A friend never leave Compton for profit
    Or leave his best friend, little brother
    You promised you’d watch him before they shot him.
  • Suspiciously Specific Denial: In "m.A.A.d city":
    Seen a light-skinned nigga with his brains blown out
    At the same burger stand where *beep* hang out
    Now this is not a tape recording sayin' that he did it
    But ever since that day, I was lookin' at him different
  • Take That!:
    • "King Kunta" takes shots at rappers who use ghostwriters, rappers who didn't actually earn their success and just hopped on the latest trend, and people who blindly follow the next big thing (i.e., Kendrick) just because they're popular.
    • "The Heart Part 4", meanwhile, is absolutely loaded with shots at Drake and Big Sean.
  • Textless Album Cover: To Pimp a Butterfly and Mr. Morale & the Big Steppers.
  • Trailers Always Lie: The meaning of "Backseat Freestyle" (a super arrogant and vulgar rap by a very ignorant young K.Dot who's yet to have his eyes truly opened to the consequences of the hedonist/thug lifestyle he follows) is essentially lost outside of the rest of the album. That didn't stop it from becoming a sequel where listeners would be prone to take its lyrics on its own merit without the context of later songs like "Money Trees" and "Real."
  • This Loser Is You: If you still want to live the gangsta lifestyle after listening to GKMC, you have some problems.
  • Troll: Listen to his ad libs on Jay Rock's "Win". He's mentioned quite a few times before that he has a "Gemini's sense of humor".
  • True Companions: Him and his Black Hippy clique, consisting of himself, Ab-Soul, Jay Rock and Schoolboy Q. The four of them comprise probably the best young rap group out there right now.
  • Villain Song: "Pray For Me" is a tragic one, as Kendrick and The Weeknd sing from the perspective of Erik Killmonger, who laments the fact that all he knows in life is violence, the fact that he's made himself completely alone, and that no one will mourn him when he dies.
  • Wham Line:
    • The Reveal of the identity of the old man in "How Much a Dollar Cost" changes the entirety of the song before it.
      "You're lookin' at the Messiah, the son of Jehovah, the higher power
      The choir that spoke the word, the Holy Spirit
      The nerve of Nazareth, and I'll tell you just how much a dollar cost
      The price of having a spot in Heaven, embrace your loss.
      I am God."
    • In "The Blacker the Berry," Kendrick repeatedly tells the listener that he's "the biggest hypocrite of 2015" and hints that "once [he] finish[es] this," it will be clear to the listener why he's saying this. The song ends with the following lines:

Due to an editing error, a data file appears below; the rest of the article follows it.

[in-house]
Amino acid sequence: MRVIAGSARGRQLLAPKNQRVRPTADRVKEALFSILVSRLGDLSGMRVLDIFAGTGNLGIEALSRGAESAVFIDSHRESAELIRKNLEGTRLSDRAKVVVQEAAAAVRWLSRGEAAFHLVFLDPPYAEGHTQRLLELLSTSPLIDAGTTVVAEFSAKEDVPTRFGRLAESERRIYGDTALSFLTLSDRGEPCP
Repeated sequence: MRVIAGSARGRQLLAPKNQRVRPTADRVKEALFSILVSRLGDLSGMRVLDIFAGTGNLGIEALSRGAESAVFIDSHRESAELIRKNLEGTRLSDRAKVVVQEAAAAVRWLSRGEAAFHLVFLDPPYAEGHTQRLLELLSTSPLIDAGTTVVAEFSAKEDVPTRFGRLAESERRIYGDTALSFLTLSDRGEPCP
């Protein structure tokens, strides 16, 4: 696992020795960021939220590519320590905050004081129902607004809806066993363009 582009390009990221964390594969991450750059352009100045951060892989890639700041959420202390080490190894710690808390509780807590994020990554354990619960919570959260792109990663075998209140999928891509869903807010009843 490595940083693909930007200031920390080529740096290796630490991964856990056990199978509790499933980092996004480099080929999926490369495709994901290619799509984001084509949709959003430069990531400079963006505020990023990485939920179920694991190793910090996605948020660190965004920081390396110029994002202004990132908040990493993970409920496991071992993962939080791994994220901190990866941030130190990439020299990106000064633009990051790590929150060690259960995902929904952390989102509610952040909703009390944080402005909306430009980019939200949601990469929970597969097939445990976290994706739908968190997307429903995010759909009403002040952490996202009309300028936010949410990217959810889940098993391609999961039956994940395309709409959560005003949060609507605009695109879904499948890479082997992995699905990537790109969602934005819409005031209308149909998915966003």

So don't matter how much I say I like to preach with the Panthers
      Or tell Georgia State "Marcus Garvey got all the answers"
      Or try to celebrate February like it's my B-Day
      Or eat watermelon, chicken, and Kool-Aid on weekdays
      Or jump high enough to get Michael Jordan endorsements
      Or watch BET cause urban support is important
      So why did I weep when Trayvon Martin was in the street
      When gang banging make me kill a nigga blacker than me?
    • At the end of "Mortal Man":
    • In "DUCKWORTH.", after telling an extensive story between two characters (Kendrick's father and Top Dawg; Top Dawg, robbing a KFC, decided not to kill Kendrick's father since he gave him free and extra food), Kendrick brings it all together with the final lines.
      Then you start remindin' them about that chicken incident
      Whoever thought the greatest rapper would be from coincidence?
      Because if Anthony killed Ducky, Top Dawg could be servin' life
      While I grew up without a father and die in a gunfight.
  • What the Hell, Hero?: "How Much a Dollar Cost" is essentially God sending this message to Kendrick in the midst of his fame-induced greed.
  • A Wild Rapper Appears!: He does this in the remix of Imagine Dragons' "Radioactive", in The Lonely Island's "YOLO", and on the single version of Taylor Swift's "Bad Blood", which few were expecting.
    • Completely inverted with his song "Money Trees", in which his friend Anna Wise sings the bridge, which makes it A Wild Singer Appears.
  • Worth Living For: In "YAH.", he describes his niece as this.